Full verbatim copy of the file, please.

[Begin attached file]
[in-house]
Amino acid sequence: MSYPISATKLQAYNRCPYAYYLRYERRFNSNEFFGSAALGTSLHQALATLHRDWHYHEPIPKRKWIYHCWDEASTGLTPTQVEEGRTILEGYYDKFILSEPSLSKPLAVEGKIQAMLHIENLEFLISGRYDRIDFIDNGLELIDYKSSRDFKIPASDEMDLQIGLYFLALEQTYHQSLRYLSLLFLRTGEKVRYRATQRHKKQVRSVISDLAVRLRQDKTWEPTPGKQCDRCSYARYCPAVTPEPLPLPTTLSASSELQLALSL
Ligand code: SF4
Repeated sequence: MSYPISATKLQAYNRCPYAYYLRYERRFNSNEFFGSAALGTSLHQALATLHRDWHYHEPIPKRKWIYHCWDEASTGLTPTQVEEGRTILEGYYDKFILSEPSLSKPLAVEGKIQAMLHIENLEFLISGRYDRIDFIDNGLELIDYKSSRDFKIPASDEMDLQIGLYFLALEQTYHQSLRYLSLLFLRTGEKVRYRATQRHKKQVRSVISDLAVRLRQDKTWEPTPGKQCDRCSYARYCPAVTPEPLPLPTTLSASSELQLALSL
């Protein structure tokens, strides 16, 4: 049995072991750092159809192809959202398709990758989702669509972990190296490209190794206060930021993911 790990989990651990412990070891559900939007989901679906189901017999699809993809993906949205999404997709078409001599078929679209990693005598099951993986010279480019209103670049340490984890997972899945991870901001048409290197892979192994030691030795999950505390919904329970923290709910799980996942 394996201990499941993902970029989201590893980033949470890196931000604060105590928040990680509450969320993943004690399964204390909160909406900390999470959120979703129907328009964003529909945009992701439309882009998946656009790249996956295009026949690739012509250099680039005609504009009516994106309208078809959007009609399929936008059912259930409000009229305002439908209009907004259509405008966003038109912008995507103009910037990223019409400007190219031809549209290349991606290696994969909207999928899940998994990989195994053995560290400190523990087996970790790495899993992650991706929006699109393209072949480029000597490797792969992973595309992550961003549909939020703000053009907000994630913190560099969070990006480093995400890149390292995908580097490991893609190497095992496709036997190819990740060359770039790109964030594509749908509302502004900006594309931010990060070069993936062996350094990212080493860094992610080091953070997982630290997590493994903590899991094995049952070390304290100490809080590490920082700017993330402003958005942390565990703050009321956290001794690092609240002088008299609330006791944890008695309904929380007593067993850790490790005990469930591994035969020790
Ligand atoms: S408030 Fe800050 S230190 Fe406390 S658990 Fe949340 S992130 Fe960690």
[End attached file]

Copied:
[in-house]
Amino acid sequence: MSYPISATKLQAYNRCPYAYYLRYERRFNSNEFFGSAALGTSLHQALATLHRDWHYHEPIPKRKWIYHCWDEASTGLTPTQVEEGRTILEGYYDKFILSEPSLSKPLAVEGKIQAMLHIENLEFLISGRYDRIDFIDNGLELIDYKSSRDFKIPASDEMDLQIGLYFLALEQTYHQSLRYLSLLFLRTGEKVRYRATQRHKKQVRSVISDLAVRLRQDKTWEPTPGKQCDRCSYARYCPAVTPEPLPLPTTLSASSELQLALSL
Ligand code: SF4
Repeated sequence: MSYPISATKLQAYNRCPYAYYLRYERRFNSNEFFGSAALGTSLHQALATLHRDWHYHEPIPKRKWIYHCWDEASTGLTPTQVEEGRTILEGYYDKFILSEPSLSKPLAVEGKIQAMLHIENLEFLISGRYDRIDFIDNGLELIDYKSSRDFKIPASDEMDLQIGLYFLALEQTYHQSLRYLSLLFLRTGEKVRYRATQRHKKQVRSVISDLAVRLRQDKTWEPTPGKQCDRCSYARYCPAVTPEPLPLPTTLSASSELQLALSL
């Protein structure tokens, strides 16, 4: 049995072991750092159809192809959202398709990758989702669509972990190296490209190794206060930021993911 790990989990651990412990070891559900939007989901679906189901017999699809993809993906949205999404997709078409001599078929679209990693005598099951993986010279480019209103670049340490984890997972899945991870901001048409290197892979192994030691030795999950505390919904329970923290709910799980996942 394996201990499941993902970029989201590893980033949470890196931000604060105590928040990680509450969320993943004690399964204390909160909406900390999470959120979703129907328009964003529909945009992701439309882009998946656009790249996956295009026949690739012509250099680039005609504009009516994106309208078809959007009609399929936008059912259930409000009229305002439908209009907004259509405008966003038109912008995507103009910037990223019409400007190219031809549209290349991606290696994969909207999928899940998994990989195994053995560290400190523990087996970790790495899993992650991706929006699109393209072949480029000597490797792969992973595309992550961003549909939020703000053009907000994630913190560099969070990006480093995400890149390292995908580097490991893609190497095992496709036997190819990740060359770039790109964030594509749908509302502004900006594309931010990060070069993936062996350094990212080493860094992610080091953070997982630290997590493994903590899991094995049952070390304290100490809080590490920082700017993330402003958005942390565990703050009321956290001794690092609240002088008299609330006791944890008695309904929380007593067993850790490790005990469930591994035969020790
Ligand atoms: S408030 Fe800050 S230190 Fe406390 S658990 Fe949340 S992130 Fe960690």